We try to take the grief day by day. But it hasn’t been easy. My cousin’s mum was also in the hospital fighting Covid-19 so we didn’t have time to actually grieve for my cousin. It happened all so quickly. I really want people to understand that it happens in a chain reaction. The whole family’s health conditions can deteriorate really quickly. It is just painful. Every day we try to move on knowing that she is in a better place.

My family and I see Covid-19 very differently now. Even though we used to be careful, we were still relaxed. Now we are extra careful, almost paranoid. We just don’t want to go through it again. It is really crazy to think that before, we could just go out but now going out is a matter of life and death to us.

On getting vaccinated - I think it goes without saying, getting vaccinated protects you and your family. It's a no-brainer for me. I have a few relatives with chronic illnesses. If it (getting vaccinated) is something that will help us beat Covid-19 and protect our loved ones, then I will do it.

Unfortunately, we weren't able to do that fast enough and we had to learn it the hard way through a death in the family.

I definitely think that from this experience, I really want to educate more people to make better judgments. For example, with the oximeter. I think people are probably tired of my tweets and posts of the oximeter, but that knowledge saved my aunt’s life.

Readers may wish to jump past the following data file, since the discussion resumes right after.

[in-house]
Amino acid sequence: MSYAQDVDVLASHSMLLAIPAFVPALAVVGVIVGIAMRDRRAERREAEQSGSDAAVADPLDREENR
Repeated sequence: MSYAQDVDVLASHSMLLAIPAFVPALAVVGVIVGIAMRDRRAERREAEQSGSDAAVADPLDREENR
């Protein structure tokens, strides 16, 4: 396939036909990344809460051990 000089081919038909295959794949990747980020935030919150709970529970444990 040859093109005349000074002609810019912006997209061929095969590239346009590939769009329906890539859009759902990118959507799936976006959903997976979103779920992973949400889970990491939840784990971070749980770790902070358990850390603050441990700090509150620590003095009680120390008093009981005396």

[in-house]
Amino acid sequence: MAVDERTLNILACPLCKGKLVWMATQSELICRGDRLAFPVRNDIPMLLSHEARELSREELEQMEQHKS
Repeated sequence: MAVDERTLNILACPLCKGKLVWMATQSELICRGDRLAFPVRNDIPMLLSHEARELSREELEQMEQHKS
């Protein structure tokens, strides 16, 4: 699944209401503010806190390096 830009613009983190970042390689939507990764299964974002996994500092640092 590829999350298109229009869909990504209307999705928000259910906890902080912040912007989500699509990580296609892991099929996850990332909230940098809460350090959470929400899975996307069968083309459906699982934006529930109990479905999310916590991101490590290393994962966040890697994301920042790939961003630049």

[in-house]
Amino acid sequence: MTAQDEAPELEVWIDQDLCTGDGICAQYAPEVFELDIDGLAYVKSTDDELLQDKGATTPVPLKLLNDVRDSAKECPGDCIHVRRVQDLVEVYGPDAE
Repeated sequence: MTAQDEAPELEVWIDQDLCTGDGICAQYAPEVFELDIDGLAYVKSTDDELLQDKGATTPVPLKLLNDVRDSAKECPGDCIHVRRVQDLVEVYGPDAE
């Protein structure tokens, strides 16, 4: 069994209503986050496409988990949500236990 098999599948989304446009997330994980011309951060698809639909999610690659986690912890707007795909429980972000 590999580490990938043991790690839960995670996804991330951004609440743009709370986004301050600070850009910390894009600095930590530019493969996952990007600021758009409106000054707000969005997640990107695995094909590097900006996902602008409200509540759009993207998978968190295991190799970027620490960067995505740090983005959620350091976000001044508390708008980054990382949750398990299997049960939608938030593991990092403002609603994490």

I didn’t know that if your oxygen level is below 95 you have to go to the hospital because that means you may be suffering from hypoxia. My late cousin had told me her oxygen was at 70 and I had thought that was okay. It is not okay, but we had no idea what it meant.

I think my biggest regret was not reading up more, and I really don't want anyone to go through the same thing. I really want to get the information out there and hopefully, that will save lives.

I even sent a few oximeters to some families who could not afford the real thing. I randomly reached out to some B40 families a couple of times and had it delivered to them.

Sometimes I look through social media for anybody who is posting about Covid-19 and I ask them about their family member who has the virus.

They do get starstruck in the beginning but I’m like, "Okay cool. But listen to me, we got to act quick." They might be a bit taken aback by the fact I reached out to them, but they have been so lovely. I helped provide an oximeter to a girl’s mother who had Covid-19 and she’s now fully recovered. Alhamdulillah.

Charity bodies have yet to reach out to me so that I don’t have to send oximeters by myself. Hopefully, in the future I get to work with them, then it’ll make my work easier because I wouldn’t have to order all these oximeters myself and send them over. But it is also nice to help people directly. I have been doing that on a non-public scale. I love reaching out (to people) through direct messages.

Advice to those who are hesitant about being vaccinated - Try to make better decisions. You just have to educate yourself about things that might affect you and the people around you. If you have a (medical) condition, it is understandable if you don’t want to get vaccinated.